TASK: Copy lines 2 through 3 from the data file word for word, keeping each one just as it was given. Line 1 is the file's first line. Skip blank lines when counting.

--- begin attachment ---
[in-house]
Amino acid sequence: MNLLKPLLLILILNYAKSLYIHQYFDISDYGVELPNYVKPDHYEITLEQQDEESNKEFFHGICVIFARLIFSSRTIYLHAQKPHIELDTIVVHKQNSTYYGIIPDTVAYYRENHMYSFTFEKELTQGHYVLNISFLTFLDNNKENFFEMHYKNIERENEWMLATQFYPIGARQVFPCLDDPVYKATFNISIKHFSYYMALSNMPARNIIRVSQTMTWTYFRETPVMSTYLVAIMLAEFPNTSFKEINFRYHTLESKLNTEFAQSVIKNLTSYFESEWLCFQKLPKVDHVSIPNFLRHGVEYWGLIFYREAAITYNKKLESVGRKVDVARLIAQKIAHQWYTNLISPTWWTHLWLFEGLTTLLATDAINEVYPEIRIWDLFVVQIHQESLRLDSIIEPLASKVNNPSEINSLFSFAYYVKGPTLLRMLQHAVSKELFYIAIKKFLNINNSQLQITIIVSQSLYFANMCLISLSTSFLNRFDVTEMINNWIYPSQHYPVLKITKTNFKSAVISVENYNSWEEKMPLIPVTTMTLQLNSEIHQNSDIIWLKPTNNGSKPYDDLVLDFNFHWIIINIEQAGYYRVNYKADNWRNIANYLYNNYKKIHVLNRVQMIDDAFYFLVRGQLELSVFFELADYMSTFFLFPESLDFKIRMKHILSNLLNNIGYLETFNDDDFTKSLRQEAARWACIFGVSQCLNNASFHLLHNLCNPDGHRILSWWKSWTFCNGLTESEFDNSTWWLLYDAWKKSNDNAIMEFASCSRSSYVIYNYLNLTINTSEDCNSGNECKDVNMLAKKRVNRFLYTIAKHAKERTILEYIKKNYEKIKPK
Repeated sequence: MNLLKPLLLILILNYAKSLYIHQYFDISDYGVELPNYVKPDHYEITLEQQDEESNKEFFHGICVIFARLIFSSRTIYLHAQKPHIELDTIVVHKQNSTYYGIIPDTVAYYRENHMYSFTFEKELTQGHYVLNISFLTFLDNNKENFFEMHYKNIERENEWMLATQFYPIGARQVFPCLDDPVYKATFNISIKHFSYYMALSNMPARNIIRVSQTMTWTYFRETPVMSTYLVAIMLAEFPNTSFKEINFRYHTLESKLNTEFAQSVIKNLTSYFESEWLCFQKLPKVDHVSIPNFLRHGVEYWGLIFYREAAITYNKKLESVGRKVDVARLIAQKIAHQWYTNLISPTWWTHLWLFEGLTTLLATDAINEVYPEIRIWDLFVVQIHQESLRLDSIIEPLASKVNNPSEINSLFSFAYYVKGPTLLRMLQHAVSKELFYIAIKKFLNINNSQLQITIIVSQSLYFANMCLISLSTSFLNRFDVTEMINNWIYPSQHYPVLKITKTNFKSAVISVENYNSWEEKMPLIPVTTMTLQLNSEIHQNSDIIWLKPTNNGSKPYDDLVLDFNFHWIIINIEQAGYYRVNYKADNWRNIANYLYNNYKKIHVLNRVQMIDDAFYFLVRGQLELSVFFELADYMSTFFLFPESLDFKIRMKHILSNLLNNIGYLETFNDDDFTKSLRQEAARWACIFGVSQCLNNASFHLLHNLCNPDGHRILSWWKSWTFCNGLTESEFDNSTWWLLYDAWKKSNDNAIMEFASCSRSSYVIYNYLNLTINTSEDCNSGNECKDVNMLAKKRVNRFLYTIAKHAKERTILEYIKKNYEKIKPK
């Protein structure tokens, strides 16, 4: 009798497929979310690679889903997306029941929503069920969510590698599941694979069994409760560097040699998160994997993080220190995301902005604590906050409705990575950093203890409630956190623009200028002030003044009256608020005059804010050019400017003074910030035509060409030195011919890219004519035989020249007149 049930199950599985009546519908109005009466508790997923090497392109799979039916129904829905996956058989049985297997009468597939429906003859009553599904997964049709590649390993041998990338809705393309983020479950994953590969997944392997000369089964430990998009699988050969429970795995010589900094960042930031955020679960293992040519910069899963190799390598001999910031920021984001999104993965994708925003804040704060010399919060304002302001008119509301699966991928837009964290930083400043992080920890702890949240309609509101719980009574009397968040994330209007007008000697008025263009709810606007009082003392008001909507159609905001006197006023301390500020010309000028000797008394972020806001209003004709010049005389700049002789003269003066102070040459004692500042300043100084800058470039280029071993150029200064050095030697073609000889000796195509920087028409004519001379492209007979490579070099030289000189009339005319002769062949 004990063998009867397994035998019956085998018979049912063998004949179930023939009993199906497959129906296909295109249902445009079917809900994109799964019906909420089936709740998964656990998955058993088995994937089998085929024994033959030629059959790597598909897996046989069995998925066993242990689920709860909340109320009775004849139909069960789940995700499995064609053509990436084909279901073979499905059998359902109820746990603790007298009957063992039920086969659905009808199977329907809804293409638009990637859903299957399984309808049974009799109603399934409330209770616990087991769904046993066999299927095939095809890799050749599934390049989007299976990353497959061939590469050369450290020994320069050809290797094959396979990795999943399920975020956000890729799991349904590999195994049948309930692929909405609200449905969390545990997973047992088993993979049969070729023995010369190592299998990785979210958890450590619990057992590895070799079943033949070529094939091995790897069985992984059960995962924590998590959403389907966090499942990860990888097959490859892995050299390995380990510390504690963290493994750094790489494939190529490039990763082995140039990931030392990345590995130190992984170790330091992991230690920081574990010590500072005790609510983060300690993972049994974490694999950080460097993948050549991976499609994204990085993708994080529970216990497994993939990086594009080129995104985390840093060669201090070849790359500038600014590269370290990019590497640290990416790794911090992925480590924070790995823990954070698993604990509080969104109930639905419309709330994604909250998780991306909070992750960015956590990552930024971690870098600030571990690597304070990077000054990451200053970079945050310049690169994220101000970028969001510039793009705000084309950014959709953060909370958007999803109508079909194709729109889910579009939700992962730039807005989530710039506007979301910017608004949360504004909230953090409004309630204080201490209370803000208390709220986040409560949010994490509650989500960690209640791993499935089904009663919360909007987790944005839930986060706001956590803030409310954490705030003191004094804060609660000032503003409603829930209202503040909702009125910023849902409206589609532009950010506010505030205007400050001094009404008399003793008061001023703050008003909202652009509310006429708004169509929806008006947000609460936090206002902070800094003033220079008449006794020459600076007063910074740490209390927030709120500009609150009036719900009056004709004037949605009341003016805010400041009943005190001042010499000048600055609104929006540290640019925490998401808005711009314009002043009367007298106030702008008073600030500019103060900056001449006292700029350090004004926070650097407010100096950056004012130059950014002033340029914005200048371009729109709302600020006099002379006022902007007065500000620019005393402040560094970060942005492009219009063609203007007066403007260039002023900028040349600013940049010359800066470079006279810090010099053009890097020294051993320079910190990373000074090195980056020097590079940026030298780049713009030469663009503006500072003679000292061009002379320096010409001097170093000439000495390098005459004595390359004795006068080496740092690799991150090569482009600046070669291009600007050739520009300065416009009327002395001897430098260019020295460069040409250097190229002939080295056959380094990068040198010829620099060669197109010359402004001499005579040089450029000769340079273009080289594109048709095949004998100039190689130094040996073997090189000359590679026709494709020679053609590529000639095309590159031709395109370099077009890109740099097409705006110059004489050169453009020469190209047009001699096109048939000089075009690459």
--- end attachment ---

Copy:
Amino acid sequence: MNLLKPLLLILILNYAKSLYIHQYFDISDYGVELPNYVKPDHYEITLEQQDEESNKEFFHGICVIFARLIFSSRTIYLHAQKPHIELDTIVVHKQNSTYYGIIPDTVAYYRENHMYSFTFEKELTQGHYVLNISFLTFLDNNKENFFEMHYKNIERENEWMLATQFYPIGARQVFPCLDDPVYKATFNISIKHFSYYMALSNMPARNIIRVSQTMTWTYFRETPVMSTYLVAIMLAEFPNTSFKEINFRYHTLESKLNTEFAQSVIKNLTSYFESEWLCFQKLPKVDHVSIPNFLRHGVEYWGLIFYREAAITYNKKLESVGRKVDVARLIAQKIAHQWYTNLISPTWWTHLWLFEGLTTLLATDAINEVYPEIRIWDLFVVQIHQESLRLDSIIEPLASKVNNPSEINSLFSFAYYVKGPTLLRMLQHAVSKELFYIAIKKFLNINNSQLQITIIVSQSLYFANMCLISLSTSFLNRFDVTEMINNWIYPSQHYPVLKITKTNFKSAVISVENYNSWEEKMPLIPVTTMTLQLNSEIHQNSDIIWLKPTNNGSKPYDDLVLDFNFHWIIINIEQAGYYRVNYKADNWRNIANYLYNNYKKIHVLNRVQMIDDAFYFLVRGQLELSVFFELADYMSTFFLFPESLDFKIRMKHILSNLLNNIGYLETFNDDDFTKSLRQEAARWACIFGVSQCLNNASFHLLHNLCNPDGHRILSWWKSWTFCNGLTESEFDNSTWWLLYDAWKKSNDNAIMEFASCSRSSYVIYNYLNLTINTSEDCNSGNECKDVNMLAKKRVNRFLYTIAKHAKERTILEYIKKNYEKIKPK
Repeated sequence: MNLLKPLLLILILNYAKSLYIHQYFDISDYGVELPNYVKPDHYEITLEQQDEESNKEFFHGICVIFARLIFSSRTIYLHAQKPHIELDTIVVHKQNSTYYGIIPDTVAYYRENHMYSFTFEKELTQGHYVLNISFLTFLDNNKENFFEMHYKNIERENEWMLATQFYPIGARQVFPCLDDPVYKATFNISIKHFSYYMALSNMPARNIIRVSQTMTWTYFRETPVMSTYLVAIMLAEFPNTSFKEINFRYHTLESKLNTEFAQSVIKNLTSYFESEWLCFQKLPKVDHVSIPNFLRHGVEYWGLIFYREAAITYNKKLESVGRKVDVARLIAQKIAHQWYTNLISPTWWTHLWLFEGLTTLLATDAINEVYPEIRIWDLFVVQIHQESLRLDSIIEPLASKVNNPSEINSLFSFAYYVKGPTLLRMLQHAVSKELFYIAIKKFLNINNSQLQITIIVSQSLYFANMCLISLSTSFLNRFDVTEMINNWIYPSQHYPVLKITKTNFKSAVISVENYNSWEEKMPLIPVTTMTLQLNSEIHQNSDIIWLKPTNNGSKPYDDLVLDFNFHWIIINIEQAGYYRVNYKADNWRNIANYLYNNYKKIHVLNRVQMIDDAFYFLVRGQLELSVFFELADYMSTFFLFPESLDFKIRMKHILSNLLNNIGYLETFNDDDFTKSLRQEAARWACIFGVSQCLNNASFHLLHNLCNPDGHRILSWWKSWTFCNGLTESEFDNSTWWLLYDAWKKSNDNAIMEFASCSRSSYVIYNYLNLTINTSEDCNSGNECKDVNMLAKKRVNRFLYTIAKHAKERTILEYIKKNYEKIKPK